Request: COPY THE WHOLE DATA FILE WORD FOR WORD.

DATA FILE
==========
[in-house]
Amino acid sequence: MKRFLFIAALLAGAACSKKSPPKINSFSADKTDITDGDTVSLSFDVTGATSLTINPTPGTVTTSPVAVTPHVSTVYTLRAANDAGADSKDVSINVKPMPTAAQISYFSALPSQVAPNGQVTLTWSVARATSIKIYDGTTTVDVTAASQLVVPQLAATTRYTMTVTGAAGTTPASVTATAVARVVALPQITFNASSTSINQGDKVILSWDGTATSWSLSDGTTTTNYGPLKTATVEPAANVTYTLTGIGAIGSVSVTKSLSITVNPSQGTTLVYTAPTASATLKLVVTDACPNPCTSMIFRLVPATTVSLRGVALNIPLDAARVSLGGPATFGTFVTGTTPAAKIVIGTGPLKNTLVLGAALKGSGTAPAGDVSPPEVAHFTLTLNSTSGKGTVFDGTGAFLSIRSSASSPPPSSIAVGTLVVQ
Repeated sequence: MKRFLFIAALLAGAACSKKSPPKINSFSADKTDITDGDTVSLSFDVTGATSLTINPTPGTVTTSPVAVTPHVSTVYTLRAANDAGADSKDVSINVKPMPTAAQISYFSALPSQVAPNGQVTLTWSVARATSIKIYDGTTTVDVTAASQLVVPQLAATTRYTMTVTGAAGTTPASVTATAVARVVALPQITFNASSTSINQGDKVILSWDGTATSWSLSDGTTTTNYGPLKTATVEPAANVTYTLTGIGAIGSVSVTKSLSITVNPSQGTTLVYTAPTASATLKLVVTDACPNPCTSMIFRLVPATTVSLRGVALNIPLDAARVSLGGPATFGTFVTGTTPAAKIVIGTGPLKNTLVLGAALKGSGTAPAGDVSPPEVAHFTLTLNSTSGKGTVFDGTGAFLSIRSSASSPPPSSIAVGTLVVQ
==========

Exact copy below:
[in-house]
Amino acid sequence: MKRFLFIAALLAGAACSKKSPPKINSFSADKTDITDGDTVSLSFDVTGATSLTINPTPGTVTTSPVAVTPHVSTVYTLRAANDAGADSKDVSINVKPMPTAAQISYFSALPSQVAPNGQVTLTWSVARATSIKIYDGTTTVDVTAASQLVVPQLAATTRYTMTVTGAAGTTPASVTATAVARVVALPQITFNASSTSINQGDKVILSWDGTATSWSLSDGTTTTNYGPLKTATVEPAANVTYTLTGIGAIGSVSVTKSLSITVNPSQGTTLVYTAPTASATLKLVVTDACPNPCTSMIFRLVPATTVSLRGVALNIPLDAARVSLGGPATFGTFVTGTTPAAKIVIGTGPLKNTLVLGAALKGSGTAPAGDVSPPEVAHFTLTLNSTSGKGTVFDGTGAFLSIRSSASSPPPSSIAVGTLVVQ
Repeated sequence: MKRFLFIAALLAGAACSKKSPPKINSFSADKTDITDGDTVSLSFDVTGATSLTINPTPGTVTTSPVAVTPHVSTVYTLRAANDAGADSKDVSINVKPMPTAAQISYFSALPSQVAPNGQVTLTWSVARATSIKIYDGTTTVDVTAASQLVVPQLAATTRYTMTVTGAAGTTPASVTATAVARVVALPQITFNASSTSINQGDKVILSWDGTATSWSLSDGTTTTNYGPLKTATVEPAANVTYTLTGIGAIGSVSVTKSLSITVNPSQGTTLVYTAPTASATLKLVVTDACPNPCTSMIFRLVPATTVSLRGVALNIPLDAARVSLGGPATFGTFVTGTTPAAKIVIGTGPLKNTLVLGAALKGSGTAPAGDVSPPEVAHFTLTLNSTSGKGTVFDGTGAFLSIRSSASSPPPSSIAVGTLVVQ